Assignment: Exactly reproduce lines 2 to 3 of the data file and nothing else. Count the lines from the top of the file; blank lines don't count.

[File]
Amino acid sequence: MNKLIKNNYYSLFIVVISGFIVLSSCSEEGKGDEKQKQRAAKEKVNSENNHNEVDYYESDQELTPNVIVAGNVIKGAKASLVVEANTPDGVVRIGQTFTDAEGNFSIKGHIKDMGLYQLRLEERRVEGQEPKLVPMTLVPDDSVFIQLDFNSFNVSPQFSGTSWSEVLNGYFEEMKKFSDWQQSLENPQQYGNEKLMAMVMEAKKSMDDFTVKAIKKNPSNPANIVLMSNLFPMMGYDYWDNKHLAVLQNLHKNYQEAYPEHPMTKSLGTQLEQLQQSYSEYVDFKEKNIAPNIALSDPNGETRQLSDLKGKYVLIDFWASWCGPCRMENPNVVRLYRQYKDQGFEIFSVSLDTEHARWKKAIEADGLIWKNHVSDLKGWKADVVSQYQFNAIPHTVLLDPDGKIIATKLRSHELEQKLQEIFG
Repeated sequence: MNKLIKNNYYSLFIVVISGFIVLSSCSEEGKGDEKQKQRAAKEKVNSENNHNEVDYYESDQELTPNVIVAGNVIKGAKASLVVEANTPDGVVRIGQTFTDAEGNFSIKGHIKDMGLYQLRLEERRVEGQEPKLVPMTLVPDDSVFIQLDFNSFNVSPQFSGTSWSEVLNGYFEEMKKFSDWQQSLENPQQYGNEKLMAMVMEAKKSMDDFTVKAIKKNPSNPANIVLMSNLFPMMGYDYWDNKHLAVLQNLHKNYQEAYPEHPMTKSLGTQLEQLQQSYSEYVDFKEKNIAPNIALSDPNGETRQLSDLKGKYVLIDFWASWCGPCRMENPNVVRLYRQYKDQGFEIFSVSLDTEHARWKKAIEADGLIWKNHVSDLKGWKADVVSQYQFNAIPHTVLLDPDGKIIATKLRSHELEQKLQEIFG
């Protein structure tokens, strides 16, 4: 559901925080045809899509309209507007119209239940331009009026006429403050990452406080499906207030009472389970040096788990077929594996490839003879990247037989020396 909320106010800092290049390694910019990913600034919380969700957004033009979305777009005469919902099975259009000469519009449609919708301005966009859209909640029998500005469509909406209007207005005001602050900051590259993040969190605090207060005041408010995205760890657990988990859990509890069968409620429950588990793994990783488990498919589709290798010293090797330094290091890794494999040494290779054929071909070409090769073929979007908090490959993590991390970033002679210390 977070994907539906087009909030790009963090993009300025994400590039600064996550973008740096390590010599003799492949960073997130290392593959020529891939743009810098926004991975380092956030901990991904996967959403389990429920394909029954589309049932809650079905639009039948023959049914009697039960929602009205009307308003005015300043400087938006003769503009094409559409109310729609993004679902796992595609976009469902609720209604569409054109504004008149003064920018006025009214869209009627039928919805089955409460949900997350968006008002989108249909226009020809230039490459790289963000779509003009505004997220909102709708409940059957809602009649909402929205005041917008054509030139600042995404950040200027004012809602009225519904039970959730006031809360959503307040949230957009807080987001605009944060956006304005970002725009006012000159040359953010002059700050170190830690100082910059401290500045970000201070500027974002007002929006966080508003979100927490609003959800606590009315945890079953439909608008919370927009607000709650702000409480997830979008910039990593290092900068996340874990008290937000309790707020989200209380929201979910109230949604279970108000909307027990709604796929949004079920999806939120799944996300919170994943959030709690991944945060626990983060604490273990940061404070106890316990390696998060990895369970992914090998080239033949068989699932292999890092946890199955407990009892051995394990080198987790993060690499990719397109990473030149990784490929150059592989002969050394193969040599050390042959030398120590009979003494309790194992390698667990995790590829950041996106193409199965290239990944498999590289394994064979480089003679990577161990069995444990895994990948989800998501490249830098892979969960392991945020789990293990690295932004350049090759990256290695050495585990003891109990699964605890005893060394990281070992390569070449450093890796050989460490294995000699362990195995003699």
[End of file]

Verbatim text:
Repeated sequence: MNKLIKNNYYSLFIVVISGFIVLSSCSEEGKGDEKQKQRAAKEKVNSENNHNEVDYYESDQELTPNVIVAGNVIKGAKASLVVEANTPDGVVRIGQTFTDAEGNFSIKGHIKDMGLYQLRLEERRVEGQEPKLVPMTLVPDDSVFIQLDFNSFNVSPQFSGTSWSEVLNGYFEEMKKFSDWQQSLENPQQYGNEKLMAMVMEAKKSMDDFTVKAIKKNPSNPANIVLMSNLFPMMGYDYWDNKHLAVLQNLHKNYQEAYPEHPMTKSLGTQLEQLQQSYSEYVDFKEKNIAPNIALSDPNGETRQLSDLKGKYVLIDFWASWCGPCRMENPNVVRLYRQYKDQGFEIFSVSLDTEHARWKKAIEADGLIWKNHVSDLKGWKADVVSQYQFNAIPHTVLLDPDGKIIATKLRSHELEQKLQEIFG
């Protein structure tokens, strides 16, 4: 559901925080045809899509309209507007119209239940331009009026006429403050990452406080499906207030009472389970040096788990077929594996490839003879990247037989020396 909320106010800092290049390694910019990913600034919380969700957004033009979305777009005469919902099975259009000469519009449609919708301005966009859209909640029998500005469509909406209007207005005001602050900051590259993040969190605090207060005041408010995205760890657990988990859990509890069968409620429950588990793994990783488990498919589709290798010293090797330094290091890794494999040494290779054929071909070409090769073929979007908090490959993590991390970033002679210390 977070994907539906087009909030790009963090993009300025994400590039600064996550973008740096390590010599003799492949960073997130290392593959020529891939743009810098926004991975380092956030901990991904996967959403389990429920394909029954589309049932809650079905639009039948023959049914009697039960929602009205009307308003005015300043400087938006003769503009094409559409109310729609993004679902796992595609976009469902609720209604569409054109504004008149003064920018006025009214869209009627039928919805089955409460949900997350968006008002989108249909226009020809230039490459790289963000779509003009505004997220909102709708409940059957809602009649909402929205005041917008054509030139600042995404950040200027004012809602009225519904039970959730006031809360959503307040949230957009807080987001605009944060956006304005970002725009006012000159040359953010002059700050170190830690100082910059401290500045970000201070500027974002007002929006966080508003979100927490609003959800606590009315945890079953439909608008919370927009607000709650702000409480997830979008910039990593290092900068996340874990008290937000309790707020989200209380929201979910109230949604279970108000909307027990709604796929949004079920999806939120799944996300919170994943959030709690991944945060626990983060604490273990940061404070106890316990390696998060990895369970992914090998080239033949068989699932292999890092946890199955407990009892051995394990080198987790993060690499990719397109990473030149990784490929150059592989002969050394193969040599050390042959030398120590009979003494309790194992390698667990995790590829950041996106193409199965290239990944498999590289394994064979480089003679990577161990069995444990895994990948989800998501490249830098892979969960392991945020789990293990690295932004350049090759990256290695050495585990003891109990699964605890005893060394990281070992390569070449450093890796050989460490294995000699362990195995003699």